Thursday, August 9

Curly Rides

Like the waters yesterday, this is rough...

Wednesday was a great riding day! Perfect weather, azure skies and just enough wind to keep things interesting.

Those bug-eyed gaukers who populated the restaurant Tuesday night had to be tourists and not representative of the residents in Paradise. On Wednesday morn, while mailing some items home, I met the friendliest people in Paradise, many of them in the Post Office and some who happen to be walking along the road as I was fiddling with the straps anchoring my gear. I’ll remember the woman who appeared in her late 80s, barely able to walk with her cane, who said—with an unmistakable twinkle in her eyes, “Now that looks like fun…are you going far?” We chatted for a bit. When we finished our conversation, another woman pulled up in her truck along side the road (it’s so clear that I’m from out of town) and said, “How are you?” She wanted to know where I was headed. She went on to say, “What a great way to have an adventure…you’ll remember this for the rest of your life. Good for you.” She sounded as if she too longed for an adventure of her own. Others wanted to know how was my stay in Paradise. I left Paradise feeling refreshed, welcomed and lighter—I mailed the camping gear home—it’s not happening on this trip; I have no regrets about that. Have none for me.

The roads from Paradise to Whitefish Point require a detour to the Upper and Lower Tahquamenon Falls in the State Park by the same name. This is a gorgeous park of 38,500 acres that stretch over 13 miles of unspoiled woodland. The red water from the falls is the result of tannin from the various trees in the park (e.g., hemlock, spruce and cedar). Wonderful stop, breath-taking scenery and lots of hiking, exploring, and enjoying nature’s beauty.

An hour or so away is Whitefish Point, a place I’ve long to go. It is a beautiful ride. One can travel for a few miles without following another vehicle or having one follow you. I’m accustomed to the road isolation now. Admittedly, there were a couple of times I wondered where was the rest of the world. I can’t help thinking about the crotch-rocket bikers in the big city—they would tear up these roads! The twisties are abundant; the challenges to one’s skills are omnipresent.

At Whitefish Point, (please get out a map and find the area—it is directly north of Paradise. Its tip juts out into Whitefish Bay. Although this is a beautiful, scenic area, it is also the sight of many shipwrecks. There, I visited the Shipwreck Museum, which is tasteful—not tacky- tourist and replete with the amazing history of the ships that have wrecked in this area. The 80-mile stretch of road from Picture Rocks to Whitefish Point is called, “Lake Superior’s Shipwreck Coast.” Reading the history of ships lost was emotional as in the background one could hear among the music played, the voice of Gordon Lightfoot singing is heart-wrenching ballad, “The Wreck of the Edmund Fitzgerald,” which I’m listening to on my Ipod as I draft this entry. The lives of these men as well as the lives of the lighthouse keepers and their families were moving tributes to the harsh realities of transporting heavy metal along the lake. Lake Superior is unpredictable, able to change disposition on a dime. The gales of November are particularly brutal and the legend goes that the lake does most of its murderous work then.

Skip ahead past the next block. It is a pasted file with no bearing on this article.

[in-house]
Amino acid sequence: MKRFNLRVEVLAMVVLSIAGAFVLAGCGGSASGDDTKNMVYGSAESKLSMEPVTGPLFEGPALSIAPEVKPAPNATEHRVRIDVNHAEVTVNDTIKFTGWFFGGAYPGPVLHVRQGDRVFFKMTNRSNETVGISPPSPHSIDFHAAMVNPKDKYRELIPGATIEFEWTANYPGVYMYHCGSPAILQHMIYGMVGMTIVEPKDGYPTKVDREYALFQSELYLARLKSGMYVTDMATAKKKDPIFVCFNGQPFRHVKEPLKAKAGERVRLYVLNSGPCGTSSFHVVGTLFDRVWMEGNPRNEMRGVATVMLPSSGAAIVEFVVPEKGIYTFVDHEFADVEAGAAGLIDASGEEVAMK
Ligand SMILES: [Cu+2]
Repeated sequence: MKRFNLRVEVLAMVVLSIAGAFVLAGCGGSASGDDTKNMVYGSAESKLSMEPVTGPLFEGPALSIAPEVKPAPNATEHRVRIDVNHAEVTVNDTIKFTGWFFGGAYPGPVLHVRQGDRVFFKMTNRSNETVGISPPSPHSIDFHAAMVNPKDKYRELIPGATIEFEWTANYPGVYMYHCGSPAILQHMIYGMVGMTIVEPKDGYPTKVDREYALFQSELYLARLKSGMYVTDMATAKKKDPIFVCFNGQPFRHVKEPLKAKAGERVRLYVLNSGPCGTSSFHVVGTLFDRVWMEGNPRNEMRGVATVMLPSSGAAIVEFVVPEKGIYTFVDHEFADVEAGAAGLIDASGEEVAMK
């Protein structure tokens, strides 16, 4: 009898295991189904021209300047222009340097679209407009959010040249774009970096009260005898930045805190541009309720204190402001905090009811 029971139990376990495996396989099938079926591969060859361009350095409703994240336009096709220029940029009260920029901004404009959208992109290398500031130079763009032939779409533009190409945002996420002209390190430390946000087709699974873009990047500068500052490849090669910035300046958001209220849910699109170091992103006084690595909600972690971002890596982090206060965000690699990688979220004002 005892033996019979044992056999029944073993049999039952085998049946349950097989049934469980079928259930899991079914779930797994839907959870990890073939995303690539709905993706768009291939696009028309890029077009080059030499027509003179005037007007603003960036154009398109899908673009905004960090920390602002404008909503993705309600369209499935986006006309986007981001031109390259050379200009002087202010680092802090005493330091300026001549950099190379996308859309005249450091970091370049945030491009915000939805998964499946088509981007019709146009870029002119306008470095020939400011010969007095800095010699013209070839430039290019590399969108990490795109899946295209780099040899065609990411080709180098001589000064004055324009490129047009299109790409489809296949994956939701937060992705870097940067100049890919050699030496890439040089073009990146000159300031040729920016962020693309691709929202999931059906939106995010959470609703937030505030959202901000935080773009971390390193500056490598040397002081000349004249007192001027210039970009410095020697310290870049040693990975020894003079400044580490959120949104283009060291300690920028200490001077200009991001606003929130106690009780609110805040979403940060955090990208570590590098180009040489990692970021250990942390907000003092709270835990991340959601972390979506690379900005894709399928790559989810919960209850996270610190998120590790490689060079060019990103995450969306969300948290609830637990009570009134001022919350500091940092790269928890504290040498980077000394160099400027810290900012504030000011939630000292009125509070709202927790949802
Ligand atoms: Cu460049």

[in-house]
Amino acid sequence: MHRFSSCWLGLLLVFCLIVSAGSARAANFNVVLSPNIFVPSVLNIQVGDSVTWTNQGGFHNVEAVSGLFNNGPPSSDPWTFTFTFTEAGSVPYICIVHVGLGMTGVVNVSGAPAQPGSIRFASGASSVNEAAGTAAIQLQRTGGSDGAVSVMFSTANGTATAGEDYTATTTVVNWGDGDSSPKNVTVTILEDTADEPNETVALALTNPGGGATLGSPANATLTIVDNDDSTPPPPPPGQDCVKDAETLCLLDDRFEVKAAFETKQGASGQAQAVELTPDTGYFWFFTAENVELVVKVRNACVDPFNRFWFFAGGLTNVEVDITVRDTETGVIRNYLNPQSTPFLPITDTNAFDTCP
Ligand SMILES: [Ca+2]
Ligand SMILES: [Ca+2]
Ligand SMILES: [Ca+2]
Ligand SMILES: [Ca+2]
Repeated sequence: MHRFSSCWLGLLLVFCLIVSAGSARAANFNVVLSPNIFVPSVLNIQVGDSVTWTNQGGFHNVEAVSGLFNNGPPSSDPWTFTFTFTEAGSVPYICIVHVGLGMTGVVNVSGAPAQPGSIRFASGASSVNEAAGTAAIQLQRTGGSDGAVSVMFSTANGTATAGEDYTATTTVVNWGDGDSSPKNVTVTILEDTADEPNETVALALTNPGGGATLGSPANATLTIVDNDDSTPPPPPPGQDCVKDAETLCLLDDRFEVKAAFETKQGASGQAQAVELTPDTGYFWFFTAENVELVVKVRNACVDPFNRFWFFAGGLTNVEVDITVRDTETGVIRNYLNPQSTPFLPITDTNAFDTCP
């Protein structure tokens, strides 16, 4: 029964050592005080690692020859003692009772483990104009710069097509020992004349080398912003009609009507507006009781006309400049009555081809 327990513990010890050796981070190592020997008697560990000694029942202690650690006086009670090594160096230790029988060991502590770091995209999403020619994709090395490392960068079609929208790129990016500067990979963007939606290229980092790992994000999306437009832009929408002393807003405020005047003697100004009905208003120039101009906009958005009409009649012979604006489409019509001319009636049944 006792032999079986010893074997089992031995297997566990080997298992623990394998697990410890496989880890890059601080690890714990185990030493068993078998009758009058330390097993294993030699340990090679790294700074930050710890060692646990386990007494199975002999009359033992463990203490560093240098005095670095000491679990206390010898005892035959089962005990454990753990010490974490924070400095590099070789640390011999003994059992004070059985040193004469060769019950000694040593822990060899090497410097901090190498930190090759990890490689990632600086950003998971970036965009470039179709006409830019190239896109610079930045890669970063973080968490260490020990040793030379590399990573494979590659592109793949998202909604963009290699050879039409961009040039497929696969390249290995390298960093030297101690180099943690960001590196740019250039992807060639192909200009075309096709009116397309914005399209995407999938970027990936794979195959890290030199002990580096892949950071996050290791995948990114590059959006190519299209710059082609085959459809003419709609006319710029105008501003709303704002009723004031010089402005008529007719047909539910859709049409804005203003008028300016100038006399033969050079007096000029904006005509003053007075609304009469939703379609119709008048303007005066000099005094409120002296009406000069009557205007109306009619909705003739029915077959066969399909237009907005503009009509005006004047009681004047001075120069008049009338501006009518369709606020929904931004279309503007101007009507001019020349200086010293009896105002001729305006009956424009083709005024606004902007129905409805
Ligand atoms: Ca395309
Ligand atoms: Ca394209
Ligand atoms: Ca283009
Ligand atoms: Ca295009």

One of the most moving experiences at this museum was the video of the retrieval of the Edmund Fitzgerald’s bell. I don’t want to give the impression that the museum is all about the Edmund Fitzgerald because it is not. It is a history of this region’s ship history--the ships lost at and near Whitefish Point. It is also a history of living on this Point. My fascination (probably not the best word) with the E. Fitzgerald is a result of remembering this happening in 1975 as well as the Lightfoot song, which led me to do my own research on the ship and watch every public television show I could on the ship and its crew. Back to the moving experience… In a 15 minute video one witnesses the retrieving of the bell, which brought emotional closure to many of the families whose loved one were never found. Now they have the bell to symbolize this tragic voyage and it is at the museum. Another, duplicate bell was then laid submerged where the ship sank to stand as a permanent headstone for the crew. The video brought together the families of the crew and it’s a good thing the video ended when it did because I think the whole place was ready to cry—at least I was.